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Stumptown Volume 2 #1 (Oni Press): It’s safe to say that I was hooked on the very first page when I could actually hear the song lyrics in my head. There are a couple of nods to Volume 1 (Marenco, Tracy, etc.), but for the most part this story stands on its own. I think it might even be stronger in its ability to immediately grab you. Greg Rucka’s dialogue is subtle when it needs to be, and it’s bold when it needs to be, flexing both muscles. I felt burned out on crime stuff a long time ago, but Stumptown has been one of the lone exceptions. This story sees Dex investigating a stolen guitar belonging to Miriam “Mim” Bracca of the band Tailhook. Rucka does all sorts of crafty things with the dialogue and introduces a character named Cathy Chase who has the potential to be an even tougher version of tougher-than-nails Dex, judging from her few sparse lines. I also feel like I really learned something about the lineage and evolution of the PI archetype in the backmatter. One thing: DEA is the Drug Enforcement Administration, not the Drug Enforcement Agency as the character says. It’s a common mistake, and it seems so sloppy for a writer of Rucka’s caliber and notorious authenticity when it comes to procedurals, espionage, etc., that I almost feel like it’s a deliberate plant and the character could be lying about who she is. Or it could just be an honest mistake I’m over-analyzing. Anyway, artist Matthew Southworth seems to have improved the clarity of his lines and the ability for the characters to emote with their facial expressions. There are a couple of isolated instances of "wonky" art (my meaningless generic term for those times that perspective or proportion just seems "off" to my eye, or the art is otherwise just generally awkward), such as the close-up shot of Dex’s head while she’s driving in her ‘stang, or the few times when the small scale figures appear a little too beady-eyed, but all the rest is on point. All of the full page and two-page spreads, the larger mosaics that Southworth composes really shine. In short, the boys are back. Stumptown is a must-read book, for the second time. Grade A.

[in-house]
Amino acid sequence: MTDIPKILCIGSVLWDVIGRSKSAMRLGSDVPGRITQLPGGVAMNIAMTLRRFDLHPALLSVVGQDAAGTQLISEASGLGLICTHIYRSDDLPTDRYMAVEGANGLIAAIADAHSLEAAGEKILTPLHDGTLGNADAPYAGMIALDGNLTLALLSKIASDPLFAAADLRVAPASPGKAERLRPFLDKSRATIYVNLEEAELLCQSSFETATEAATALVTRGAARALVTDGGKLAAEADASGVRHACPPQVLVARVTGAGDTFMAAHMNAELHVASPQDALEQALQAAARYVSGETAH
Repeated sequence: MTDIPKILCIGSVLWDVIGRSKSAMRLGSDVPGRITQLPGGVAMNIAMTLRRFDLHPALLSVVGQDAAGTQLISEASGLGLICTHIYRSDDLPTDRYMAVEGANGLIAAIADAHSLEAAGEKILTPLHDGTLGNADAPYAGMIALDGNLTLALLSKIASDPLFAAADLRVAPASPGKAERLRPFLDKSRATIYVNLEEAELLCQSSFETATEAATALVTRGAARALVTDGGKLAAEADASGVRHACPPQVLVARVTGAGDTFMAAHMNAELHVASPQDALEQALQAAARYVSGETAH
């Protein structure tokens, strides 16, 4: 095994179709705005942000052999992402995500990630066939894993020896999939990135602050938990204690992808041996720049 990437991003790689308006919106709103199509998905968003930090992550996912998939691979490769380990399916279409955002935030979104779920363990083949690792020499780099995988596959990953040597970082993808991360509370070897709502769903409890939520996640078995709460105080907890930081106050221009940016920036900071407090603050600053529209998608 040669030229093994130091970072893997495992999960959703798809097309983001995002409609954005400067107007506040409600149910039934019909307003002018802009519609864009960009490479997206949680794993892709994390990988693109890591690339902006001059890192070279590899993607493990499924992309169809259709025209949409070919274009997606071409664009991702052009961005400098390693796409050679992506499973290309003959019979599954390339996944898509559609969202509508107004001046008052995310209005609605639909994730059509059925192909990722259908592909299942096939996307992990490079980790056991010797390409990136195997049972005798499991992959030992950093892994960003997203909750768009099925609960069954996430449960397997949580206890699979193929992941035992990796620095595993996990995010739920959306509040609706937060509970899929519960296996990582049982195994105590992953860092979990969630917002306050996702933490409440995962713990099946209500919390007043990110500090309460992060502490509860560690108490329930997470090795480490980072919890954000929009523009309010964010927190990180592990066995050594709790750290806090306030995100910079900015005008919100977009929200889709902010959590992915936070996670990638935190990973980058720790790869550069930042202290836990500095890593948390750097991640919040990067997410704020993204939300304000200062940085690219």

The Manhattan Projects #6 (Image): It’s “The Red Issue” entitled “Star City,” which begins to chronicle the Russian side of the equation. During the final days of the war, we see how the remaining German rocket scientists were largely divvied up between the Americans and the Soviets. There was a time not long ago when I was a bigger fan of this book, but not today. I’m starting to feel like Hickman shouldn’t have attempted to sustain one of his Image books beyond a mini-series. I think it’s extremely difficult to maintain the balance between kitsch and gravitas. They seem to be at odds with each other. At times, it’s kind of sarcastic and tongue-in-cheek, and other times it’s done in full earnest trying to make grand points. Let me be clear, I think Hickman is capable of doing either, but trying to weave both together makes for a somewhat muddled composition. I like the mention of Tunguska, I think Jordie Bellaire’s colors are a large part of what makes the book shine, and the entire Russian aesthetic in those sequences at Star City is killer from Nick Pitarra. That stuff aside? Call me fickle, but sometimes it feels like Hickman is just trying to do his best Ellis and Pitarra is trying to do his best Quitely. And that’s not strong enough for me to support in singles, something I’d probably try to score in trade for a deep discount at a con. Grade B+.